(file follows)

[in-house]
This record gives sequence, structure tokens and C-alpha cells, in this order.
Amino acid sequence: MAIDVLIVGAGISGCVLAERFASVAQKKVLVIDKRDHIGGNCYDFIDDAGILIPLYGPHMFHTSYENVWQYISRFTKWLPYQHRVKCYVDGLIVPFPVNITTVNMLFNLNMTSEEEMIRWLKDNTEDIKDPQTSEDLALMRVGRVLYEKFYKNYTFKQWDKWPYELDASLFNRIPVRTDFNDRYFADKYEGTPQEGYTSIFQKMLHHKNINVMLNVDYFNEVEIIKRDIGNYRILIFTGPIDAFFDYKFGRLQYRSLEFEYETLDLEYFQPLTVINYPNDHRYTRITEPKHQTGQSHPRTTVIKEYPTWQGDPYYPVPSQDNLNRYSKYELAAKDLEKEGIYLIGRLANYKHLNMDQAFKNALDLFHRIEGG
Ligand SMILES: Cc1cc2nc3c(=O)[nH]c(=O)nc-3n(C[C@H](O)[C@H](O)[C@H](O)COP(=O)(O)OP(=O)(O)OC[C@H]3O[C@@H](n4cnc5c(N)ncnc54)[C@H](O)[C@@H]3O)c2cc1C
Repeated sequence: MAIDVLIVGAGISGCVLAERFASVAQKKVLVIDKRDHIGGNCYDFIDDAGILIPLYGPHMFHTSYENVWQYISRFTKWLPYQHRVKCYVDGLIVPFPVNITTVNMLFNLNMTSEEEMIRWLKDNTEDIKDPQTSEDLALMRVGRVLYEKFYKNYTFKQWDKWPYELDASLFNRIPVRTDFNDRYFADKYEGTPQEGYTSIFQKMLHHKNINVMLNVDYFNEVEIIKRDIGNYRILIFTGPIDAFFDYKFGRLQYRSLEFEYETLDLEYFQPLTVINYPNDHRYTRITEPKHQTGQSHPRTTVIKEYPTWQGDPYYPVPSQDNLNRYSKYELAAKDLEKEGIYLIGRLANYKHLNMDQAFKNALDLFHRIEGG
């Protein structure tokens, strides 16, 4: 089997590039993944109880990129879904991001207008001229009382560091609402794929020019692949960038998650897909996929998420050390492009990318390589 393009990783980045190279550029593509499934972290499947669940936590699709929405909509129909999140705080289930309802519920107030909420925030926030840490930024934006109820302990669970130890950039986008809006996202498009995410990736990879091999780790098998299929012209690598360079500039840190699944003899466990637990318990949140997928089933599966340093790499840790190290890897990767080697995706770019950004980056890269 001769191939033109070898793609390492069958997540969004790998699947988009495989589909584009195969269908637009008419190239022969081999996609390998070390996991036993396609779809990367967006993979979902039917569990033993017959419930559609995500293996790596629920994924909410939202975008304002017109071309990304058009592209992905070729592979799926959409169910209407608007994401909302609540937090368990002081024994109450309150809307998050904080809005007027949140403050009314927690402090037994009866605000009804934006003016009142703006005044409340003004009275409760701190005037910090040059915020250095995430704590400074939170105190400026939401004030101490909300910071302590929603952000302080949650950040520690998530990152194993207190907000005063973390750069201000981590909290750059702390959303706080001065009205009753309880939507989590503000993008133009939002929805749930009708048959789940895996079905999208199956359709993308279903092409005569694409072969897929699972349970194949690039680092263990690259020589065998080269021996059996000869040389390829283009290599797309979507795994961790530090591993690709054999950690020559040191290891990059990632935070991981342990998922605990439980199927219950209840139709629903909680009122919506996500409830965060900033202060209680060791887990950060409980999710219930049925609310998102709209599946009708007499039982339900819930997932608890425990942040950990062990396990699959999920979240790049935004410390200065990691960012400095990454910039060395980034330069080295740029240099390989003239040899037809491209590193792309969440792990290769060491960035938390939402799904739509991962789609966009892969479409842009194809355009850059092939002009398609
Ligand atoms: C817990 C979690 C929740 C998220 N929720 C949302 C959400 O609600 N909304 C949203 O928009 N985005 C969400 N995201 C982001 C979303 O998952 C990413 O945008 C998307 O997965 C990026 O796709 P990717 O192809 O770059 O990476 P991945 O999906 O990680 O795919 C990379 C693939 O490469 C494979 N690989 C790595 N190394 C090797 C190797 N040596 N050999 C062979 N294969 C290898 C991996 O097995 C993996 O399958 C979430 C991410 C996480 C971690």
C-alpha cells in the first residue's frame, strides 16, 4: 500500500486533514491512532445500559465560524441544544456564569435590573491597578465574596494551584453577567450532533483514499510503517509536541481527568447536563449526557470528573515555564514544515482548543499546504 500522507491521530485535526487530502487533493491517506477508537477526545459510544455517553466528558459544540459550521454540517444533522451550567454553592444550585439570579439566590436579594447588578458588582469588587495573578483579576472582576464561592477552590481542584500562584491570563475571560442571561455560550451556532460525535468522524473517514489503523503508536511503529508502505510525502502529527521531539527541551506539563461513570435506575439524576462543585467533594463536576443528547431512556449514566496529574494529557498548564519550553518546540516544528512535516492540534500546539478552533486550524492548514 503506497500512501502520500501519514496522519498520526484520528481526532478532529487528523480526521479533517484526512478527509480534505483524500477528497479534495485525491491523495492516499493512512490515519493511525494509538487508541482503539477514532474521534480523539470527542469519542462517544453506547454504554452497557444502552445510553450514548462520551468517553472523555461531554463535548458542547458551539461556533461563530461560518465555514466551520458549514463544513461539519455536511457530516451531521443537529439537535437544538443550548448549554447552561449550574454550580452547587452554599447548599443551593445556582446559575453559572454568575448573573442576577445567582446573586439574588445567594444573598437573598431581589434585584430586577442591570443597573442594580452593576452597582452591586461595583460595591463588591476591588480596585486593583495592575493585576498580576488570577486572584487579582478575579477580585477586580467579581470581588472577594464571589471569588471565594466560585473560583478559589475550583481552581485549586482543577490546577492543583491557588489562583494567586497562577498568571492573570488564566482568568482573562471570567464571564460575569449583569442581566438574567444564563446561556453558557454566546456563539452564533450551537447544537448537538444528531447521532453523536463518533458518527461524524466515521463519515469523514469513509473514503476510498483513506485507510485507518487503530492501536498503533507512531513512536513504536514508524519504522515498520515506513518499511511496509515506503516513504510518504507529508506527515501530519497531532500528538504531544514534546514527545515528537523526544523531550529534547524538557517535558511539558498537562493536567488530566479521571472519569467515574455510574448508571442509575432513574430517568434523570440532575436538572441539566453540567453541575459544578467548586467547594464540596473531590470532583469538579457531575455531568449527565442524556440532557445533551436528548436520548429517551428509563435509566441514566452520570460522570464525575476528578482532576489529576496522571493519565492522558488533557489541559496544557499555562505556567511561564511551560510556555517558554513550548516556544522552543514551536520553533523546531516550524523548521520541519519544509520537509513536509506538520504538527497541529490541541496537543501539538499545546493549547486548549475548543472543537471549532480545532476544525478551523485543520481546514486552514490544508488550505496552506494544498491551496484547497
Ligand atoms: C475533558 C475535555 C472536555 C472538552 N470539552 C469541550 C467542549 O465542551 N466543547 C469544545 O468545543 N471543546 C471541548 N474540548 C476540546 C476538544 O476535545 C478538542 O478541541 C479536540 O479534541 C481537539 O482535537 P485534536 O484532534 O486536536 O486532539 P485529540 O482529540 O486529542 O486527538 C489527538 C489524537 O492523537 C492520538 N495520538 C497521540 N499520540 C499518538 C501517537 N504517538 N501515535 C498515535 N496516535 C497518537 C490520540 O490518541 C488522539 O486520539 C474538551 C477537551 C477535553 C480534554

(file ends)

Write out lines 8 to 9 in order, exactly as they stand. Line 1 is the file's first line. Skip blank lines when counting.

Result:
C-alpha cells in the first residue's frame, strides 16, 4: 500500500486533514491512532445500559465560524441544544456564569435590573491597578465574596494551584453577567450532533483514499510503517509536541481527568447536563449526557470528573515555564514544515482548543499546504 500522507491521530485535526487530502487533493491517506477508537477526545459510544455517553466528558459544540459550521454540517444533522451550567454553592444550585439570579439566590436579594447588578458588582469588587495573578483579576472582576464561592477552590481542584500562584491570563475571560442571561455560550451556532460525535468522524473517514489503523503508536511503529508502505510525502502529527521531539527541551506539563461513570435506575439524576462543585467533594463536576443528547431512556449514566496529574494529557498548564519550553518546540516544528512535516492540534500546539478552533486550524492548514 503506497500512501502520500501519514496522519498520526484520528481526532478532529487528523480526521479533517484526512478527509480534505483524500477528497479534495485525491491523495492516499493512512490515519493511525494509538487508541482503539477514532474521534480523539470527542469519542462517544453506547454504554452497557444502552445510553450514548462520551468517553472523555461531554463535548458542547458551539461556533461563530461560518465555514466551520458549514463544513461539519455536511457530516451531521443537529439537535437544538443550548448549554447552561449550574454550580452547587452554599447548599443551593445556582446559575453559572454568575448573573442576577445567582446573586439574588445567594444573598437573598431581589434585584430586577442591570443597573442594580452593576452597582452591586461595583460595591463588591476591588480596585486593583495592575493585576498580576488570577486572584487579582478575579477580585477586580467579581470581588472577594464571589471569588471565594466560585473560583478559589475550583481552581485549586482543577490546577492543583491557588489562583494567586497562577498568571492573570488564566482568568482573562471570567464571564460575569449583569442581566438574567444564563446561556453558557454566546456563539452564533450551537447544537448537538444528531447521532453523536463518533458518527461524524466515521463519515469523514469513509473514503476510498483513506485507510485507518487503530492501536498503533507512531513512536513504536514508524519504522515498520515506513518499511511496509515506503516513504510518504507529508506527515501530519497531532500528538504531544514534546514527545515528537523526544523531550529534547524538557517535558511539558498537562493536567488530566479521571472519569467515574455510574448508571442509575432513574430517568434523570440532575436538572441539566453540567453541575459544578467548586467547594464540596473531590470532583469538579457531575455531568449527565442524556440532557445533551436528548436520548429517551428509563435509566441514566452520570460522570464525575476528578482532576489529576496522571493519565492522558488533557489541559496544557499555562505556567511561564511551560510556555517558554513550548516556544522552543514551536520553533523546531516550524523548521520541519519544509520537509513536509506538520504538527497541529490541541496537543501539538499545546493549547486548549475548543472543537471549532480545532476544525478551523485543520481546514486552514490544508488550505496552506494544498491551496484547497
Ligand atoms: C475533558 C475535555 C472536555 C472538552 N470539552 C469541550 C467542549 O465542551 N466543547 C469544545 O468545543 N471543546 C471541548 N474540548 C476540546 C476538544 O476535545 C478538542 O478541541 C479536540 O479534541 C481537539 O482535537 P485534536 O484532534 O486536536 O486532539 P485529540 O482529540 O486529542 O486527538 C489527538 C489524537 O492523537 C492520538 N495520538 C497521540 N499520540 C499518538 C501517537 N504517538 N501515535 C498515535 N496516535 C497518537 C490520540 O490518541 C488522539 O486520539 C474538551 C477537551 C477535553 C480534554